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85 Cards in this Set

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medically any substance that the body can take in and assimilate that will enable it to stay alive and grow
the study of nutrients in foods and in the body; sometimes includes the study of human behaviors related to food
the foods (and beverages) a person typically eats and drinks
parts of food that the body needs to function and can't make on its own. (H2O, carbs, fat, proteins, vitamins and minerals)
any condition that causes excess or deficiency of food energy or nutrients (undernutrition, nutrient/energy excess=overnutrition)
chronic diseases
long-duration degenerative diseases which lead to deterioration of body organs (heart disease, cancer, diabetes)
the complete genetic information in the chromosomes
Nutritional genomics
The science of how nutrients affect the activities of genes and how genes affect the activity of nutrients
the capacity to do work (food=chemical energy and is measured in calories)
contains carbons (carbohydrates, fats, proteins, and vitamins are organic compounds)
energy-yielding nutrients
nutrients the body can use for energy and can be used to supply building blocks for the body structures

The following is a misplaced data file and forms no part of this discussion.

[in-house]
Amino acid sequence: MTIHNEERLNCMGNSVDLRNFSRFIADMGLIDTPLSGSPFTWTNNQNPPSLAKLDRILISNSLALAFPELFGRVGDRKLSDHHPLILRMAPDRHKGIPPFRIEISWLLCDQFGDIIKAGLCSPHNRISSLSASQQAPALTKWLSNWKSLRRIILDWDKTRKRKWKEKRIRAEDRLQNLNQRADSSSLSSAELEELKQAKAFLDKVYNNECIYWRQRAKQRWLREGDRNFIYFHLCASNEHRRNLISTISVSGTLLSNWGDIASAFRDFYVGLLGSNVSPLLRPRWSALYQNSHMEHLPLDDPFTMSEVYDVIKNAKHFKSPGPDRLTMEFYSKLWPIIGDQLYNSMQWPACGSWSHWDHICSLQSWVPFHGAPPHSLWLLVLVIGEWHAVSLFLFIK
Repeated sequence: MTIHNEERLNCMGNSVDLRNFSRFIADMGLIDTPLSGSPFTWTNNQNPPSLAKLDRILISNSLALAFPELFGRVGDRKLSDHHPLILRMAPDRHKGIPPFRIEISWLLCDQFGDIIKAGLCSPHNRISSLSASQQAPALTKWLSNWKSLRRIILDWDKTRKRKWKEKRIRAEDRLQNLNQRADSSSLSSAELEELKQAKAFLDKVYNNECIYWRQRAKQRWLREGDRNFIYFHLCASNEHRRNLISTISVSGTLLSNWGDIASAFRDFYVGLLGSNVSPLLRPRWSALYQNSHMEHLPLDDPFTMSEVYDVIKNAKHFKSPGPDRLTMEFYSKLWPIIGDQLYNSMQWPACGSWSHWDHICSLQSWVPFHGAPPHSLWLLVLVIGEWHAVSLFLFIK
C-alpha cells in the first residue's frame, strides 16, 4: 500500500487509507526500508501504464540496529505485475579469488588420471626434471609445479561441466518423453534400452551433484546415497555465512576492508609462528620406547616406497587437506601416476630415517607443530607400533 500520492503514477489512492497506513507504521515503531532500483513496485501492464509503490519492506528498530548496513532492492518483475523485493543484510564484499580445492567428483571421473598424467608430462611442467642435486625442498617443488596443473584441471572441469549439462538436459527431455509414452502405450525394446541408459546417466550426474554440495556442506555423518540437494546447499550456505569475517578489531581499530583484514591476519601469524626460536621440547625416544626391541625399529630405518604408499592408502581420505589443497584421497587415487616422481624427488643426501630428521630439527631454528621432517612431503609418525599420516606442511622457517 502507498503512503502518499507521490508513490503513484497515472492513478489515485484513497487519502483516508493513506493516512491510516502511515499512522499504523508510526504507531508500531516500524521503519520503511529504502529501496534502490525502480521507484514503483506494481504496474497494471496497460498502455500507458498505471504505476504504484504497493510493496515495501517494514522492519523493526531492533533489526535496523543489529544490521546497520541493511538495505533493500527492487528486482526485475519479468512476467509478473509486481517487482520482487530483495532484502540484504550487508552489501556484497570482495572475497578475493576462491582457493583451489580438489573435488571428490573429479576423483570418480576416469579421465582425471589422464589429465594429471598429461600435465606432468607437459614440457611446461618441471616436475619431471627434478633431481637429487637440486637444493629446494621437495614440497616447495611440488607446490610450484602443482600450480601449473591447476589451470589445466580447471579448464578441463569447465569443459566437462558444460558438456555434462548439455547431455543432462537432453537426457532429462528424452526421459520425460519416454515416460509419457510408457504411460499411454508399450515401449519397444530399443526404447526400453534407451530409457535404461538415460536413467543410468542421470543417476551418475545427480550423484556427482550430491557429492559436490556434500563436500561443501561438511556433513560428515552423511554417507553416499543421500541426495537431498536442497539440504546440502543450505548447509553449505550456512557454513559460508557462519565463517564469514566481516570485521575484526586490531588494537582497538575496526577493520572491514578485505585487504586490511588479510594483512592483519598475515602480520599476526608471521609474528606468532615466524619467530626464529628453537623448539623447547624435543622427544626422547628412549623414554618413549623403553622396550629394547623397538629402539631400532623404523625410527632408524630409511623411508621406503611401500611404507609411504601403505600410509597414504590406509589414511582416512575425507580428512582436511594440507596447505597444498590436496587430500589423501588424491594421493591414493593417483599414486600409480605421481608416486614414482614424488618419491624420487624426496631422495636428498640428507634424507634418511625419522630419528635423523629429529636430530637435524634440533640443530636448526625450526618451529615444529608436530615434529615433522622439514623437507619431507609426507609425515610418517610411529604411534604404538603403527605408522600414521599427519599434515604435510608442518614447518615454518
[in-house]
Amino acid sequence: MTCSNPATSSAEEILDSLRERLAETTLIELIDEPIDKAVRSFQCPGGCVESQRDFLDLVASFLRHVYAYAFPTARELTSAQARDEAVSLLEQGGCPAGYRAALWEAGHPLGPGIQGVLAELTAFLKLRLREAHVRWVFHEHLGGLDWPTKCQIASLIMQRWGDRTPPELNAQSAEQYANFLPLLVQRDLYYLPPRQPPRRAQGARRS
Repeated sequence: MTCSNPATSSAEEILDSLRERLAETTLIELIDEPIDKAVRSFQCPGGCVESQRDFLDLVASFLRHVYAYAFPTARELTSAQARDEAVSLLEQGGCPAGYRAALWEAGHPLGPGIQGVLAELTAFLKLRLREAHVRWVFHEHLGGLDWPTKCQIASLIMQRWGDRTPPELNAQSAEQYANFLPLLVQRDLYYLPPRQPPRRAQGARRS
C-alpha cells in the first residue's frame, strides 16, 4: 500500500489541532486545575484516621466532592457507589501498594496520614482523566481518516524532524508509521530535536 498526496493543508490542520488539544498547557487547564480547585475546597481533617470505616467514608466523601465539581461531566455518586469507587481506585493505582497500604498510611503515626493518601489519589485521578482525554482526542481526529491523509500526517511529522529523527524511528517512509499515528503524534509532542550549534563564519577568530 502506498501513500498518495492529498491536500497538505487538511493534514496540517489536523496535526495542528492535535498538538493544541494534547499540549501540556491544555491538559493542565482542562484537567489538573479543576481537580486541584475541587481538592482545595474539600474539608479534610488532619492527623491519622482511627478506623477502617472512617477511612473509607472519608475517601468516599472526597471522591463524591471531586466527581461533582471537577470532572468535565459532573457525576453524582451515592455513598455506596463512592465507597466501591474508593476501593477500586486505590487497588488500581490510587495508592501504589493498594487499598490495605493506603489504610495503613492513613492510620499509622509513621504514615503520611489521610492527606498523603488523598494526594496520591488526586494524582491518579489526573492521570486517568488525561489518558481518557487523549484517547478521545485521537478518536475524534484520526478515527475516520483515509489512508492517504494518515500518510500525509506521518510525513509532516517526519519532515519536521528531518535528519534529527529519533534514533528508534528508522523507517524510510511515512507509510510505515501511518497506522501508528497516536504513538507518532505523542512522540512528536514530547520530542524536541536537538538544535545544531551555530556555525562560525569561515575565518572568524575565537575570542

essential nutrients
the nutrients the body can't make for itself (or can't make enough of) must be obtained from food
units of energy (amount of heat energy necessary to raise the temp of a kilogram/liter of water 1 degree celsius)
same weight as a cubic centimeter (cc)
dietary supplements
pills, liquids, or powders that contain purified nutrients
elemental diets
Diets composed of purified ingredients of known chemical composition (supposed to supply all essential nutrients to people who cannot eat foods)
compounds other than the six nutrients present in foods and have some effect on the body (ex: phytochemicals)
nonnutrient compounds in plant-derived foods (found mostly in tomatoes and carrots)
getting all the essential nutrients, fiber, and energy in the right amounts to maintain health and body weight
eating foods of a number of types in proportion to each other so that the nutrients of the food you eat regularly don't take away from the nutrients you could be getting in other foods
calorie control
control of energy intake
getting enough food within your set of limits and not in excess
providing a wide selection of foods in your diet
beans, peas, and lentils (inexpensive sources of protein, vitamins, minerals, and fiber that contribute little fat to the diet)